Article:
Hi I new to brewing too but I read that you can condition anywhere between 68 to 80 degrees. I conditioned my first batch at 72 degrees.
  6. 1 point
    @Nickfixit has never sent me beer, nor have I sent some to him. This needs to change. Please accept my Beer peace treaty offering
  7. 1 point
  8. 1 point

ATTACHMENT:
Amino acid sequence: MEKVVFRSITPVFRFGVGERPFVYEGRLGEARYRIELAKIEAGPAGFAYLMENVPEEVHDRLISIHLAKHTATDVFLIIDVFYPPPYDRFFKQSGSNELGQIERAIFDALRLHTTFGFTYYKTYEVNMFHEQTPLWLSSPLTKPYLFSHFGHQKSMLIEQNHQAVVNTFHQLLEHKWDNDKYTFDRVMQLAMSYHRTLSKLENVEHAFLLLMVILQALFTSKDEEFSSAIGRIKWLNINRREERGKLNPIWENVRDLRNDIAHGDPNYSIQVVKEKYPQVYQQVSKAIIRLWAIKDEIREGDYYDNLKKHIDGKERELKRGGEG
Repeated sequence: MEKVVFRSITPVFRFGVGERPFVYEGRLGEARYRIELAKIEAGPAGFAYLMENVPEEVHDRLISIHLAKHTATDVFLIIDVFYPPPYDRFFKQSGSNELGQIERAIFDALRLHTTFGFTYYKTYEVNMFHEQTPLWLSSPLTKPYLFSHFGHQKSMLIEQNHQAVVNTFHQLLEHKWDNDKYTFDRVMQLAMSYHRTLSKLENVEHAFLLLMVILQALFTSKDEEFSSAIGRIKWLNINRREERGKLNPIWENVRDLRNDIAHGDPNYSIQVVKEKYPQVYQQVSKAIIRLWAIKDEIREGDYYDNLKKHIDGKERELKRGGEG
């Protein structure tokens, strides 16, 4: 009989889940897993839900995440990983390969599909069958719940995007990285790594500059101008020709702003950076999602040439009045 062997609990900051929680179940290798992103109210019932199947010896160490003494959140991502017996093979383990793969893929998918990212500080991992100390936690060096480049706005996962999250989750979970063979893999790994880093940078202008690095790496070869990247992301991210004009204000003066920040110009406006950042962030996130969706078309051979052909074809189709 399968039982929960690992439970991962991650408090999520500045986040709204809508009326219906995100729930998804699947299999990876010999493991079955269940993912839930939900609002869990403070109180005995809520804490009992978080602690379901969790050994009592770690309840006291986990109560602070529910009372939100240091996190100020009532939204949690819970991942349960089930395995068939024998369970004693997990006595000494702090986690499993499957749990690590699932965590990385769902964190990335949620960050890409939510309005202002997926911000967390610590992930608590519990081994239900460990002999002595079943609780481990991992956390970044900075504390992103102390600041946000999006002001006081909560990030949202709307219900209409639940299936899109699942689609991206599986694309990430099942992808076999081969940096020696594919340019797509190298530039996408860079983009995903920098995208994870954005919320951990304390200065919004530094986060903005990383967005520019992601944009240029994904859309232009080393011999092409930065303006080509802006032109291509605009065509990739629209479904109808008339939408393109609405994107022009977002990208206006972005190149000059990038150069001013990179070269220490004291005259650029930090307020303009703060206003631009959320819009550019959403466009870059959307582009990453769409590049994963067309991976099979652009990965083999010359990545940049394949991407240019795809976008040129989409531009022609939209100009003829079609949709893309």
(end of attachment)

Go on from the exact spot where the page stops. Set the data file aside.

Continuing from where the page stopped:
Hey gents, just wanted to introduce myself and share what I have experienced so far. My name is Jesse and I received my Mr.Beer Kit from Santa this past Christmas. - I knew we were going to be moving at the end of January, beginning of February so I did not want to start right away. I Started my first batch ( Classic American Light) February 13. - I am sure I am not the first, but even after reading, re-reading, and reading instructions again, I felt like I was messing up every step along the way. - The spigot, I do believe has given me the most problems, I had to retest it for leaks 3 different times because I just couldn't seem to get it tight enough. - Not sure if it matters, but I feel like I let my wort sit for too long before adding it to my LBK. It looked like it was starting to clump up, but spread back out after mixing it again. - I do think I messed up by not having refrigerated water to top off the LBK. I just used the cold water out of the faucet. - After adding everything and screwing on the lid, the stick on thermometer it came with took a few hours to turn into a check mark. I bought a 2nd thermometer to set in the box with the LBK which has been right at 70 the whole time. - 2 days later, my spigot seems to be properly holding, temperature is holding at 70, but for some reason I still feel like I've done something wrong. Probably just Newbie Jitters. I'll be sure to keep everyone updated, it looks like March 6 is my bottling date. Please share any suggestions